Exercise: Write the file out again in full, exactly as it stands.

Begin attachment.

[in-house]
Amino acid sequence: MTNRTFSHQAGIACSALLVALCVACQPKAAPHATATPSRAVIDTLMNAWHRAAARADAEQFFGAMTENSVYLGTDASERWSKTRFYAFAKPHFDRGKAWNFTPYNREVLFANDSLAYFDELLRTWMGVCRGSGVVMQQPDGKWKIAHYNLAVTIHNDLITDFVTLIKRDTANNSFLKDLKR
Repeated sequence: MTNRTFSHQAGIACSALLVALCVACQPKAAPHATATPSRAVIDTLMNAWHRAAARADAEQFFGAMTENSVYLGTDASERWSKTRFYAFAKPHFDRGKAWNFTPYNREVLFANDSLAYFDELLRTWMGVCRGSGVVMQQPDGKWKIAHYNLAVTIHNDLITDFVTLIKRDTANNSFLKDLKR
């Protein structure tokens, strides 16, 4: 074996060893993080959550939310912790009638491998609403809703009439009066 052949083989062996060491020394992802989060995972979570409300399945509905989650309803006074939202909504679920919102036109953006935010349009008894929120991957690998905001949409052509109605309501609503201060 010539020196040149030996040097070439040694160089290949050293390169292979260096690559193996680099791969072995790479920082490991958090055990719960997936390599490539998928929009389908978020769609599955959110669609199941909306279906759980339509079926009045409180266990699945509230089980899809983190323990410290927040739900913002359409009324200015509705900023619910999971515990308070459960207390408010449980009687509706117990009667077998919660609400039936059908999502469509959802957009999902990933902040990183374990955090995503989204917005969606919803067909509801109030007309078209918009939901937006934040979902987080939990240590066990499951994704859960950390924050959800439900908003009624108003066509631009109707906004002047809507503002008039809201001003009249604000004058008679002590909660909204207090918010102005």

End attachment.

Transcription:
[in-house]
Amino acid sequence: MTNRTFSHQAGIACSALLVALCVACQPKAAPHATATPSRAVIDTLMNAWHRAAARADAEQFFGAMTENSVYLGTDASERWSKTRFYAFAKPHFDRGKAWNFTPYNREVLFANDSLAYFDELLRTWMGVCRGSGVVMQQPDGKWKIAHYNLAVTIHNDLITDFVTLIKRDTANNSFLKDLKR
Repeated sequence: MTNRTFSHQAGIACSALLVALCVACQPKAAPHATATPSRAVIDTLMNAWHRAAARADAEQFFGAMTENSVYLGTDASERWSKTRFYAFAKPHFDRGKAWNFTPYNREVLFANDSLAYFDELLRTWMGVCRGSGVVMQQPDGKWKIAHYNLAVTIHNDLITDFVTLIKRDTANNSFLKDLKR
């Protein structure tokens, strides 16, 4: 074996060893993080959550939310912790009638491998609403809703009439009066 052949083989062996060491020394992802989060995972979570409300399945509905989650309803006074939202909504679920919102036109953006935010349009008894929120991957690998905001949409052509109605309501609503201060 010539020196040149030996040097070439040694160089290949050293390169292979260096690559193996680099791969072995790479920082490991958090055990719960997936390599490539998928929009389908978020769609599955959110669609199941909306279906759980339509079926009045409180266990699945509230089980899809983190323990410290927040739900913002359409009324200015509705900023619910999971515990308070459960207390408010449980009687509706117990009667077998919660609400039936059908999502469509959802957009999902990933902040990183374990955090995503989204917005969606919803067909509801109030007309078209918009939901937006934040979902987080939990240590066990499951994704859960950390924050959800439900908003009624108003066509631009109707906004002047809507503002008039809201001003009249604000004058008679002590909660909204207090918010102005």